The effects of caffeine, dextroamphetamine, and modafinil on humor appreciation during sleep deprivation

William Killgore, Sharon A. McBride, Desiree B. Killgore, Thomas J. Balkin

Research output: Contribution to journalArticle

52 Citations (Scopus)

Abstract

Study Objectives: Sleep loss consistently impairs performance on measures of alertness, vigilance, and response speed, but its effects on higher-order executive functions are not well delineated. Similarly, whereas deficits in arousal and vigilance can be temporarily countered by the use of several different stimulant medications, it is not clear how these compounds affect complex cognitive processes in sleep-deprived individuals. Design: We evaluated the effects of double-blind administration of 3 stimulant medications or placebo on the ability to appreciate humor in visual (cartoons) or verbal (headlines) stimuli presented on a computer screen following 49.5 hours of sleep deprivation. Setting: In-residence sleep-laboratory facility at the Walter Reed Army Institute of Research. Participants: Fifty-four healthy adults (29 men, 24 women), ranging in age from 18 to 36 years. Interventions: Each participant was randomly assigned to 1 of 3 stimulant medication groups, including caffeine, 600 mg, n = 12; modafinil, 400 mg, n = 11; dextroamphetamine, 20 mg, n = 16; or placebo, n = 14. Measurements and Results: Humor appreciation for cartoon stimuli was enhanced by modafinil relative to both placebo and caffeine, but there was no effect of any stimulant medication on the appreciation of verbal humor during sleep loss. In contrast, all 3 stimulants improved psychomotor response speed, whereas only caffeine and dextroamphetamine improved ratings of subjective sleepiness. Conclusions: Findings suggest that, despite similar alerting and vigilance-promoting effects, these 3 compounds have significantly different effects on those highly complex cognitive abilities mediated by the prefrontal cortex.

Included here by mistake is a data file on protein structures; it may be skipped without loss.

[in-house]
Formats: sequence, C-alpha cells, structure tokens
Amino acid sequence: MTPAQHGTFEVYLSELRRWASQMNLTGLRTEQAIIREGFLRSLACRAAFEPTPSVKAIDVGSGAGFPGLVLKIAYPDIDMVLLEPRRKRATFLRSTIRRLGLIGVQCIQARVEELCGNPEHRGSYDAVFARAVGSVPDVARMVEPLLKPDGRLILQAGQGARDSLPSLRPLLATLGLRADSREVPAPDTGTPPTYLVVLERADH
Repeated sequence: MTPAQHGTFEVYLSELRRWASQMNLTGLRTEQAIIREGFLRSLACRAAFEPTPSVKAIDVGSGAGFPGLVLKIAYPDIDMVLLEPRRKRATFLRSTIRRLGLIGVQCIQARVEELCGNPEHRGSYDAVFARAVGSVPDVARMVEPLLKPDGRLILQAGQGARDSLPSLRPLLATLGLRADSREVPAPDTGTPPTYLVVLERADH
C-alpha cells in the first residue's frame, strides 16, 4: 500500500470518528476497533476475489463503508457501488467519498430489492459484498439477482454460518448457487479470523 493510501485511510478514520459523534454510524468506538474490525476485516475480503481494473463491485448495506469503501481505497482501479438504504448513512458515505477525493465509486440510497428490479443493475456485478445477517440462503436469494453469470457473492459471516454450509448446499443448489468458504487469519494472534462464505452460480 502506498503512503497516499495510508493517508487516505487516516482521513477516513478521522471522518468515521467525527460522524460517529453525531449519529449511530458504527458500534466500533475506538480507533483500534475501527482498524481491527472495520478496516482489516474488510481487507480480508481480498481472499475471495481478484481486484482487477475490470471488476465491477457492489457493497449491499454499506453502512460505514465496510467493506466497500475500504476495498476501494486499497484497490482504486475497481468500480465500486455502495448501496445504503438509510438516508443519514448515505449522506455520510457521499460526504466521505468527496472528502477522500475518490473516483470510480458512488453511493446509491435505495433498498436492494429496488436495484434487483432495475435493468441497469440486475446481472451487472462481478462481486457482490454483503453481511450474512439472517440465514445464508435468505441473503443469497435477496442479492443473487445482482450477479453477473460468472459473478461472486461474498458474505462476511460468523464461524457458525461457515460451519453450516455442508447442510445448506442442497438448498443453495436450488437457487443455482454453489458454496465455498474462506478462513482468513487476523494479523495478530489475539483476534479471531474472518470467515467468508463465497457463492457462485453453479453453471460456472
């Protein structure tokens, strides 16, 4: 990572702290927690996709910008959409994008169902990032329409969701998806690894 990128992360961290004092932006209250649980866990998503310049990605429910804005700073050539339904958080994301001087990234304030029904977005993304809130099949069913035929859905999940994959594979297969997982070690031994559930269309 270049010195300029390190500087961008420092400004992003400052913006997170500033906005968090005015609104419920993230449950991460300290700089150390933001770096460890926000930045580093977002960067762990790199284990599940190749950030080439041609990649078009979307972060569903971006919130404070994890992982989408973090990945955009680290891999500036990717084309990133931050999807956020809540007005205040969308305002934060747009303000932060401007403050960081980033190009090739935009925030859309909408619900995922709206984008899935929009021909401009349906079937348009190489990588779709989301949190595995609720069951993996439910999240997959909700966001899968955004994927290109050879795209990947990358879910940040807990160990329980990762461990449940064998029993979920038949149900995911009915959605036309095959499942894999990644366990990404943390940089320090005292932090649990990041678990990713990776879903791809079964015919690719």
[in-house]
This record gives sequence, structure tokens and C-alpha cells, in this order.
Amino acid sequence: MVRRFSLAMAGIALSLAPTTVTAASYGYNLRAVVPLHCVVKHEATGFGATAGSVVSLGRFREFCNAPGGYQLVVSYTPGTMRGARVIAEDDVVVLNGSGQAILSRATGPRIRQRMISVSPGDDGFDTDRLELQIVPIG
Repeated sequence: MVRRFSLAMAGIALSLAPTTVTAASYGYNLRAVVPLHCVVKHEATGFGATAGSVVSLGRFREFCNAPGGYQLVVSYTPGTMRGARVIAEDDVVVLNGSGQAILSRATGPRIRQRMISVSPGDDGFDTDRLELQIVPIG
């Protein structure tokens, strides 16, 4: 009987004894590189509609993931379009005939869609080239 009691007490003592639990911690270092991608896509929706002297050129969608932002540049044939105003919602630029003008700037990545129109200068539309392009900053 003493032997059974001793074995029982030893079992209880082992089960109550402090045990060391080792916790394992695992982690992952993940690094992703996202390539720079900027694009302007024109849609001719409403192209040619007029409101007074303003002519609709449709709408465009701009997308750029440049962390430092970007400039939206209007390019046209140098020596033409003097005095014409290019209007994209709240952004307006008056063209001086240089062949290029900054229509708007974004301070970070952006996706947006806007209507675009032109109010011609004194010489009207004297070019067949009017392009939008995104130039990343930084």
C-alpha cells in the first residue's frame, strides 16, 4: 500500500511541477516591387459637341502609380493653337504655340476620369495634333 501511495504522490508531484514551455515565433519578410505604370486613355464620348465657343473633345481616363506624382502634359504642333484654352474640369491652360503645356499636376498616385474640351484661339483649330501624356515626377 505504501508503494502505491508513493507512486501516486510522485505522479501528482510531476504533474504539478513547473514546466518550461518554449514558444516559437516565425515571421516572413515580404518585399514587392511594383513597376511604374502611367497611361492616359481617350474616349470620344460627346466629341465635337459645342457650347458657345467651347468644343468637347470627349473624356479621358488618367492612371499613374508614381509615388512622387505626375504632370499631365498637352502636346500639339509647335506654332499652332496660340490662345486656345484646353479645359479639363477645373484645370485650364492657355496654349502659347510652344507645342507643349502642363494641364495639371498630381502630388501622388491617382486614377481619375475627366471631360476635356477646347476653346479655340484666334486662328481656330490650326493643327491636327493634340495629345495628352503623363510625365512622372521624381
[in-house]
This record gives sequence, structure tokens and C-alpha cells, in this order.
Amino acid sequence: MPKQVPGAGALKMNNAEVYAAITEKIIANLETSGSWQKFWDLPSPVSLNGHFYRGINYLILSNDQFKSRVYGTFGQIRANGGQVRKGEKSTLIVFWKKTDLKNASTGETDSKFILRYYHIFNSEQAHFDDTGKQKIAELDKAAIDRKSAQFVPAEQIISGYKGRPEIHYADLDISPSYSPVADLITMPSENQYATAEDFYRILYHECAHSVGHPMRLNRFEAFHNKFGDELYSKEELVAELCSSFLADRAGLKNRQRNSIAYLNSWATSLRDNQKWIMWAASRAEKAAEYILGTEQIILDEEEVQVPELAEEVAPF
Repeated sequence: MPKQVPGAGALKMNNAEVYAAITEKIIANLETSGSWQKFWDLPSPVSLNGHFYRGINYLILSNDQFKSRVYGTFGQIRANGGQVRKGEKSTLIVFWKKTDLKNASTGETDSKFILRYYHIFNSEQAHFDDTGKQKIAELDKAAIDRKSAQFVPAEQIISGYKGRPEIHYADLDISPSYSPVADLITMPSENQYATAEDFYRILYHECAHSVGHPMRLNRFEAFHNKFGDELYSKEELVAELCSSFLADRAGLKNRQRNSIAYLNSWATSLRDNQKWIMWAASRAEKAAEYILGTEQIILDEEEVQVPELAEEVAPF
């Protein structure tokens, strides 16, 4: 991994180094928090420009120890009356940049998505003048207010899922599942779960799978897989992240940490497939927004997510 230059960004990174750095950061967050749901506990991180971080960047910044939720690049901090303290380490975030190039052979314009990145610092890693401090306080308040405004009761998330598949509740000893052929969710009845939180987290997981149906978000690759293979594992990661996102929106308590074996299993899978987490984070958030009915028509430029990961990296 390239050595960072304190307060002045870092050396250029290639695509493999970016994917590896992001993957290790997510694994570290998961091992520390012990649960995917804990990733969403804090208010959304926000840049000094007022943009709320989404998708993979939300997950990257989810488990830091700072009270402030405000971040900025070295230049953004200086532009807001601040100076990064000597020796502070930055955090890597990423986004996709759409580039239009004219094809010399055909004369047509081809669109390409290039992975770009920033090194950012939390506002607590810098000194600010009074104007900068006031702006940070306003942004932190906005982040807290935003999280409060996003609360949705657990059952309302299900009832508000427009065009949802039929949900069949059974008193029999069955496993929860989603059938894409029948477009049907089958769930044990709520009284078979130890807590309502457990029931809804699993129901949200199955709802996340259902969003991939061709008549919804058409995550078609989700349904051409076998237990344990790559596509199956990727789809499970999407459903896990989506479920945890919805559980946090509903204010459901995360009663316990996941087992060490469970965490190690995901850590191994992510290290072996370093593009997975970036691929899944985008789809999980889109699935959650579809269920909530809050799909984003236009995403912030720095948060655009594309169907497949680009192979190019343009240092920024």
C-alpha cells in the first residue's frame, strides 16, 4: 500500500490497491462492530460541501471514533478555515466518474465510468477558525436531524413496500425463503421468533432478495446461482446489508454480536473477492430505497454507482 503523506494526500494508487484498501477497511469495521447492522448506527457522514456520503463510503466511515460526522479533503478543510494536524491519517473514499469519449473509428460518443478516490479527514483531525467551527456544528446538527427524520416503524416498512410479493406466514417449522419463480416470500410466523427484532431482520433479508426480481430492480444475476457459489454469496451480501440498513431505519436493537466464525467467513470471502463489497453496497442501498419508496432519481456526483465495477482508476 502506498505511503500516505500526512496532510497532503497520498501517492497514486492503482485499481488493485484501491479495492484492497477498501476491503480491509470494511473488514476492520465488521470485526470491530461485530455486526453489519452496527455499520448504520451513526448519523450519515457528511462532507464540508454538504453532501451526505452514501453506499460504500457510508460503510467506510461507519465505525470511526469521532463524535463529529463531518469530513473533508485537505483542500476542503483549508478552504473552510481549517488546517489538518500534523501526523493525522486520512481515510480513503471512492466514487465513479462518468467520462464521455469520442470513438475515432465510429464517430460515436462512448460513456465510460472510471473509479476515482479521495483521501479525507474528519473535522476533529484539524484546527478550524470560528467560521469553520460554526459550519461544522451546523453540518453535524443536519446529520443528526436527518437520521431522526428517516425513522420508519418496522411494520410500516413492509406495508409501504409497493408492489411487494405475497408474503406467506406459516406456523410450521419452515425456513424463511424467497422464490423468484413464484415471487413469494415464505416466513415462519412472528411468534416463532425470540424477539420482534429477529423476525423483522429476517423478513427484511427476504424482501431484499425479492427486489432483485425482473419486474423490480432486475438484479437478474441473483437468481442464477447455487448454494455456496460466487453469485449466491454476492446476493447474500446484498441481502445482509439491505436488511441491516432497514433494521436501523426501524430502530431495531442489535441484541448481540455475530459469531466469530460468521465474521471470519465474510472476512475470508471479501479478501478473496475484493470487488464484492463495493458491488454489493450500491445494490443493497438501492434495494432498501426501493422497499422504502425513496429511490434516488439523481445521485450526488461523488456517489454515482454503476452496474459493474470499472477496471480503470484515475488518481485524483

Original languageEnglish (US)
Pages (from-to)841-847
Number of pages7
JournalSleep
Volume29
Issue number6
StatePublished - Jun 1 2006
Externally publishedYes

Fingerprint

Dextroamphetamine
Wit and Humor
Sleep Deprivation
Caffeine
Sleep
Cartoons
Aptitude
Placebos
Executive Function
Arousal
Prefrontal Cortex
modafinil

Keywords

  • Caffeine
  • Cognitive function
  • Dextroamphetamine
  • Humor appreciation
  • Modafinil
  • Performance
  • Sleep deprivation

ASJC Scopus subject areas

  • Physiology

Cite this

The effects of caffeine, dextroamphetamine, and modafinil on humor appreciation during sleep deprivation. / Killgore, William; McBride, Sharon A.; Killgore, Desiree B.; Balkin, Thomas J.

In: Sleep, Vol. 29, No. 6, 01.06.2006, p. 841-847.

Research output: Contribution to journalArticle

Killgore, W, McBride, SA, Killgore, DB & Balkin, TJ 2006, 'The effects of caffeine, dextroamphetamine, and modafinil on humor appreciation during sleep deprivation', Sleep, vol. 29, no. 6, pp. 841-847.
Killgore, William ; McBride, Sharon A. ; Killgore, Desiree B. ; Balkin, Thomas J. / The effects of caffeine, dextroamphetamine, and modafinil on humor appreciation during sleep deprivation. In: Sleep. 2006 ; Vol. 29, No. 6. pp. 841-847.
@article{117a8b89b61f4b9887da6062da5ae705,
title = "The effects of caffeine, dextroamphetamine, and modafinil on humor appreciation during sleep deprivation",
abstract = "Study Objectives: Sleep loss consistently impairs performance on measures of alertness, vigilance, and response speed, but its effects on higher-order executive functions are not well delineated. Similarly, whereas deficits in arousal and vigilance can be temporarily countered by the use of several different stimulant medications, it is not clear how these compounds affect complex cognitive processes in sleep-deprived individuals. Design: We evaluated the effects of double-blind administration of 3 stimulant medications or placebo on the ability to appreciate humor in visual (cartoons) or verbal (headlines) stimuli presented on a computer screen following 49.5 hours of sleep deprivation. Setting: In-residence sleep-laboratory facility at the Walter Reed Army Institute of Research. Participants: Fifty-four healthy adults (29 men, 24 women), ranging in age from 18 to 36 years. Interventions: Each participant was randomly assigned to 1 of 3 stimulant medication groups, including caffeine, 600 mg, n = 12; modafinil, 400 mg, n = 11; dextroamphetamine, 20 mg, n = 16; or placebo, n = 14. Measurements and Results: Humor appreciation for cartoon stimuli was enhanced by modafinil relative to both placebo and caffeine, but there was no effect of any stimulant medication on the appreciation of verbal humor during sleep loss. In contrast, all 3 stimulants improved psychomotor response speed, whereas only caffeine and dextroamphetamine improved ratings of subjective sleepiness. Conclusions: Findings suggest that, despite similar alerting and vigilance-promoting effects, these 3 compounds have significantly different effects on those highly complex cognitive abilities mediated by the prefrontal cortex.",